I also think this entire structure creates a culture of sunk costs: HTML/CSS/JS for app development persists despite their complete lack of fit for that purpose. But I guess that always happens, and worse is better recurs noticeably on a roughly five year time scale.

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                HTML/CSS/JS for app development persists despite their complete lack of fit for that purpose

                They seem to fit pretty damn well, frankly. I kinda wish this meme would die.


                To provide something more than a flippant opinion…CSS does a pretty good job of basic presentation and display. The DOM+JS actually isn’t terrible if you just treat it as a semi-janky 2D scenegraph.

                A lot of the nastiness is caused by not following modern browser standards (HTML5+)…if you just let go of old browsers, then everything becomes much, much nicer.

                And if you aren’t constantly pulling in eighty bajillion scripts on every page load, you don’t really need SPAs as much.

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                  True. This gets on my nerves as well.

                  Also, I am willing to go one step further and say that in some cases, the web stack is actually better suited to writing apps than other technologies. Why?

                  1. It’s automatically cross-platform
                  2. The separation of concerns, especially regarding styles, is much better than I have seen elsewhere
                  3. It’s security model is much more restrictive

                  There’s probably more, but those are the big ones for me.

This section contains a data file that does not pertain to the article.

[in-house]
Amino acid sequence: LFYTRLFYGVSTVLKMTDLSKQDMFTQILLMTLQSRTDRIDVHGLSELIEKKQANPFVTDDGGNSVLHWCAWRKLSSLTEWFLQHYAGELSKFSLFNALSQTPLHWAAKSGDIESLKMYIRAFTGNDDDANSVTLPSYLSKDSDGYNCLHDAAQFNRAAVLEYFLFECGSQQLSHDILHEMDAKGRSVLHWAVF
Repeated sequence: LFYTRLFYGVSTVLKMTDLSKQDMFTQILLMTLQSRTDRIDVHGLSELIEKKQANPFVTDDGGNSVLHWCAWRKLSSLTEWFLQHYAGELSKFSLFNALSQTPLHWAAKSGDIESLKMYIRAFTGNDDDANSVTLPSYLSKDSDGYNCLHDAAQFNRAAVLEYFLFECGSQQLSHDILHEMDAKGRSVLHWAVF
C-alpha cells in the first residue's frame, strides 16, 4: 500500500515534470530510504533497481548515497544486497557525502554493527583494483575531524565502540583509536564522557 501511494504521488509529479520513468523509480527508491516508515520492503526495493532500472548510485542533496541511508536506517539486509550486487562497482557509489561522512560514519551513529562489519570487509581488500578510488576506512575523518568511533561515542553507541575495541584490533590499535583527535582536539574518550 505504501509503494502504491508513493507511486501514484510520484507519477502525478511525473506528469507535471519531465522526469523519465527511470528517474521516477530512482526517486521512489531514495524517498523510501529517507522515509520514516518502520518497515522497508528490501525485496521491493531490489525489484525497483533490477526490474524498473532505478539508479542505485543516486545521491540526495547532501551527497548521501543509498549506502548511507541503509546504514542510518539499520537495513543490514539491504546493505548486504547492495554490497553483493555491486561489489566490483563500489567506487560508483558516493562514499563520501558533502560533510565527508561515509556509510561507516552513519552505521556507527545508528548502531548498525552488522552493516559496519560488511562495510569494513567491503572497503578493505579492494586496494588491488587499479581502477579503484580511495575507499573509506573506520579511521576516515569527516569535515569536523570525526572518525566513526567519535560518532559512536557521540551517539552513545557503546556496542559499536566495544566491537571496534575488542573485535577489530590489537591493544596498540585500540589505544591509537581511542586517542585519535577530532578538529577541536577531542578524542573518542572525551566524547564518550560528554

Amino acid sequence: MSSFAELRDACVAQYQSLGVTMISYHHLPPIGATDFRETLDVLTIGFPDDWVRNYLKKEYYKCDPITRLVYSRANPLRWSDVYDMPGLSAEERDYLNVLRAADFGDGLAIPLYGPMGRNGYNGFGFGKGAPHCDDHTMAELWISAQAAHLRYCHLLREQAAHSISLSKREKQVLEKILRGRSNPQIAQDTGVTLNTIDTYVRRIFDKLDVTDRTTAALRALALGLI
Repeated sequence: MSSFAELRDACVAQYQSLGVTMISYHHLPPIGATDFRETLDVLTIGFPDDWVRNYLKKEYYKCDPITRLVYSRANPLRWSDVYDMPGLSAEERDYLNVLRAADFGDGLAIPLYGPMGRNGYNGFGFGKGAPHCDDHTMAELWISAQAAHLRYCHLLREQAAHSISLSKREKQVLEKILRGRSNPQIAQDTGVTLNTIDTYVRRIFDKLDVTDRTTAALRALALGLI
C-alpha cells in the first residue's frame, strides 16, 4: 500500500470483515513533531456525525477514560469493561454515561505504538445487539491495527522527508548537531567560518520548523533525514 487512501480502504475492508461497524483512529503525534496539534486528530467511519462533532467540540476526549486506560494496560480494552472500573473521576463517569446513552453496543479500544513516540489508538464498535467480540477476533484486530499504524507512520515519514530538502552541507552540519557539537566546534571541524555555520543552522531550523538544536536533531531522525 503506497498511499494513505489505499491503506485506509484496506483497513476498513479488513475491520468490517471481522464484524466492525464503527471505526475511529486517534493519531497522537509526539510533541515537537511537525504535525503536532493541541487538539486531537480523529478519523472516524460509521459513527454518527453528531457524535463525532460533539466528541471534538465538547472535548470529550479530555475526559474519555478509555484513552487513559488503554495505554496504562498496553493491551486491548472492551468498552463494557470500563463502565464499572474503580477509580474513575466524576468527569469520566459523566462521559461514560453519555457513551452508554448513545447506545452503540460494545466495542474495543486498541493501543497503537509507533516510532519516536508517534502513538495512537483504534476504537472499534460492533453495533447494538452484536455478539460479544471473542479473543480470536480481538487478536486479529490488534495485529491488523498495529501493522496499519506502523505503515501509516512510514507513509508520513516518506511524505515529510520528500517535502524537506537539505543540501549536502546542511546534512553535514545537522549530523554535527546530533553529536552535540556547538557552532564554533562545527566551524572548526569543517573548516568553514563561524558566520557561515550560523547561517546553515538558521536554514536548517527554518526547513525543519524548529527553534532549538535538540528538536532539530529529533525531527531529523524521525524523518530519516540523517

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                    It’s security model is much more restrictive

                    I’d argue the opposite. All of this app framework tech is constantly exposed to the internet at large. I can’t look at pictures of cats without extending a giant invitation to anybody and everybody “hey, come run your app on my computer!”

                    In the past year, every font rendering stack has had major security issues. How many fonts did your browser download in that time? You have no idea.

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                  That’s a fair position, but I don’t find it surprising at all. I mean, … what are they selling, if not things working? That seems like a direct incentive to me.

                  And yeah, that’s a really good point that if we didn’t have the sunk-cost issue with web stuff, we’d have it with something else. (And we do, with each platform API, actually. Just on a smaller scale.)

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                  That. Also, the web is not necessarily dead on mobile. It’s true that more people use apps rather than the web, however, when you take gaming out of the picture, the balance is actually closer to 50/50. Also, there are plenty of hybrid apps around using technologies like Phonegap.